Suspension of Asylum Grants Would Put Vulnerable Individuals at Risk

New York City—Human Rights First today expressed grave concerns about reports that U.S. Citizenship and Immigration Services (USCIS) has suspended decision-making in asylum and other applications for nationals of Syria, Iraq, Sudan, Iran, Libya, Somalia, and Yemen pending issuance of formal guidance from the Department of Homeland Security (DHS). The reports come following last week’s executive order that suspended visas for immigrant and nonimmigrant entry from these seven Muslim-majority nations.

Human Rights First urges the Department of Homeland Security to make clear that these adjudications should restart again later this week. The agency is expected to issue formal guidance in the coming days.

“A ban or suspension on asylum grants to refugees from Syria, Iraq, and the other Muslim-majority countries would hurt U.S. national interests and sends the wrong signal to the many countries in the developing world that host far more refugees than the United States. Many of these refugees have already been waiting years to have their applications for asylum adjudicated in our backlogged asylum system,” said Human Rights First’s Eleanor Acer. “This would derail asylum applications for a range of asylum seekers from the targeted countries, including pro-democracy activists persecuted by repressive regimes, victims of persecution from Darfur, Syrians and Somalis who have fled terror, and refugees who have been targeted because of their sexual orientation or gender identity.”

Human Rights First and its pro bono attorneys have many refugee clients who have been desperately waiting for U.S adjudicators to determine their cases, all while their children and spouses have been stranded, often in life-threatening situations abroad.

A ban or suspension targeting asylum seekers from these countries would also violate U.S. treaty commitments under the Refugee Convention and Protocol, which are the law of the land under the U.S. Constitution.

“The individuals targeted in the ban come from countries with some of the worst human rights records in the world,” said Acer. “People fleeing these countries have typically faced horrific political, religious, ethnic, and other forms of persecution. As a global leader, the United States should be clear that it intends to uphold—rather than subvert—its legal commitments under international law.”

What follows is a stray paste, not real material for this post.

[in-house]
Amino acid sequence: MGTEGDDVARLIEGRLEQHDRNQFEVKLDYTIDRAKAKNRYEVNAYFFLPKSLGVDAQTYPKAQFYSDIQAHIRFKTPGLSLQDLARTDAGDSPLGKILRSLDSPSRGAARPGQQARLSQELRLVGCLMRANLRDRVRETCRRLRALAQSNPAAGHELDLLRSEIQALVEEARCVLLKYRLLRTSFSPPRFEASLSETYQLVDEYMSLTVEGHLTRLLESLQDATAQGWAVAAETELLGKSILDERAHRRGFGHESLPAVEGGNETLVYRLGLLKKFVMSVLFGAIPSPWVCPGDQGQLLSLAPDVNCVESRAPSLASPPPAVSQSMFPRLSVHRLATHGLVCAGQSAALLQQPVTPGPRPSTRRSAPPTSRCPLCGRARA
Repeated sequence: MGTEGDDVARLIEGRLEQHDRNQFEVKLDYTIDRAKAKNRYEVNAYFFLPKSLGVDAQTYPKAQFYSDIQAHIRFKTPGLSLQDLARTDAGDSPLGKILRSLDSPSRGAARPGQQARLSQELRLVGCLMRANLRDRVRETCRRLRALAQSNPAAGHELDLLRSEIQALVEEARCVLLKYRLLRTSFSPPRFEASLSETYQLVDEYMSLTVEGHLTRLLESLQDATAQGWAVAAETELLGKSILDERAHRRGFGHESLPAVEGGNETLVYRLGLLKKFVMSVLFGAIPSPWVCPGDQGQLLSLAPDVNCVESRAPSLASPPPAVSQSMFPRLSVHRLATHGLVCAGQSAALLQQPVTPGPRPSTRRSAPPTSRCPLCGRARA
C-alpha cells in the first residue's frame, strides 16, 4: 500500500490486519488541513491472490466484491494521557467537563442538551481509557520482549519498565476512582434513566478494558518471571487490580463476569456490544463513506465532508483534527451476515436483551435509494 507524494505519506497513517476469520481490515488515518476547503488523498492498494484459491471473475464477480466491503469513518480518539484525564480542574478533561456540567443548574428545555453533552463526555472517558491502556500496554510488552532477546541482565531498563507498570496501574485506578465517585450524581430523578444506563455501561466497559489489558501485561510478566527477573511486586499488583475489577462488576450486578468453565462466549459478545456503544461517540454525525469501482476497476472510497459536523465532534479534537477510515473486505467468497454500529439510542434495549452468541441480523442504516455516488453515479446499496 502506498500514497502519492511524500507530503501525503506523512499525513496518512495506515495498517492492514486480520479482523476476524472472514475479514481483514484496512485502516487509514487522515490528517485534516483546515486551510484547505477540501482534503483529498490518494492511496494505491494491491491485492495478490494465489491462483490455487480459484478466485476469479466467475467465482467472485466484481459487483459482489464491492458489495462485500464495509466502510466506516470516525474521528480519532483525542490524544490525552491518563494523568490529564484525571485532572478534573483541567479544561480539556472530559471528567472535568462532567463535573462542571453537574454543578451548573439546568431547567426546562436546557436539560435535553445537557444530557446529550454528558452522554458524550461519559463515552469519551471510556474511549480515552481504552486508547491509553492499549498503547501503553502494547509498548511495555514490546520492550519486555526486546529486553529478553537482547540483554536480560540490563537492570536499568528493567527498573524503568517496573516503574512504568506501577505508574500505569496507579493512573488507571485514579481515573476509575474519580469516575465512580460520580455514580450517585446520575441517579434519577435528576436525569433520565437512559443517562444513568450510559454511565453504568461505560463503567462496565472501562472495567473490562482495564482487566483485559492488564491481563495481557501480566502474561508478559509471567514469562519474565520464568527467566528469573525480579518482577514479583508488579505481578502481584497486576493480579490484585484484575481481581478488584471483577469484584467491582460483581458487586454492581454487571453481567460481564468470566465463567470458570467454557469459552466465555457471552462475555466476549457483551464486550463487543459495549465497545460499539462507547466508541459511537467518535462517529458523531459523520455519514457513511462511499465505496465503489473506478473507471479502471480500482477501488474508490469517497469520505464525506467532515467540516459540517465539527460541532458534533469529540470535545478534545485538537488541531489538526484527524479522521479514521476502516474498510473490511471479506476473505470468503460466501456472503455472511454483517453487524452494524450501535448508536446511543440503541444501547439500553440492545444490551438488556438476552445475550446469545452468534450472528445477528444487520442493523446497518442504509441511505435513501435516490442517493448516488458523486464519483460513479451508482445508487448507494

While some reports have indicated that DHS may also seek to prohibit the adjudication of employment authorization to nationals of these countries, Human Rights First warns that such a move would leave these asylum seekers with no way to work to feed and support themselves and their families, effectively condemning these asylum seekers and their families for starvation. The organization also notes that the number of affirmative asylum applications from these countries is small.

The world is facing the largest refugee crisis since World War II, with over 60 million people displaced. Over 4.8 million Syrians have fled their country due to conflict and persecution, and 7.6 million are displaced within Syria in need of humanitarian assistance. Human Rights First’s report “The Syrian Refugee Crisis and the Need for U.S. Leadership” details how many of these refugees have been stranded for years in neighboring countries where they cannot work or support their families, have little access to education, and lack the level of humanitarian assistance they need. Frontline states and key U.S. allies including Turkey, Lebanon, and Jordan continue to host the majority of the nearly 5 million refugees who have fled Syria, struggling under the strain of hosting so many refugees.

Former U.S. military leaders and former U.S. national security officials, who have served both Democratic and Republican administrations, have urged that “Welcoming refugees, regardless of their religion or race, exposes the falseness of terrorist propaganda and counters the warped vision of extremists,” and that “religious bans and tests are un-American and have no place in our immigration and refugee policies.”


Published on January 31, 2017


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